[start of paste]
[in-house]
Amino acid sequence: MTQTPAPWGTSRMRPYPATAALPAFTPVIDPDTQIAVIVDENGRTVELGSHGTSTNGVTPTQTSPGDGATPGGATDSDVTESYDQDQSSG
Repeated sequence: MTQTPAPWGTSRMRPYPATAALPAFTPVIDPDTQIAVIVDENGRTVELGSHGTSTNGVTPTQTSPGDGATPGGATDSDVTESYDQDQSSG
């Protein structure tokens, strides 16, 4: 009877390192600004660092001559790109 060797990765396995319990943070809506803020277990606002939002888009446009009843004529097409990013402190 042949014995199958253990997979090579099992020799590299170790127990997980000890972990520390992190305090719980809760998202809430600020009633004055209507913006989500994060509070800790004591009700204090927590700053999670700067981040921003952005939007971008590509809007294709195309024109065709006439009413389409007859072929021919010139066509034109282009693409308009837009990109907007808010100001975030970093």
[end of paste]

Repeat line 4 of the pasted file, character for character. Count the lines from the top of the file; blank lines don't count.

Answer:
């Protein structure tokens, strides 16, 4: 009877390192600004660092001559790109 060797990765396995319990943070809506803020277990606002939002888009446009009843004529097409990013402190 042949014995199958253990997979090579099992020799590299170790127990997980000890972990520390992190305090719980809760998202809430600020009633004055209507913006989500994060509070800790004591009700204090927590700053999670700067981040921003952005939007971008590509809007294709195309024109065709006439009413389409007859072929021919010139066509034109282009693409308009837009990109907007808010100001975030970093």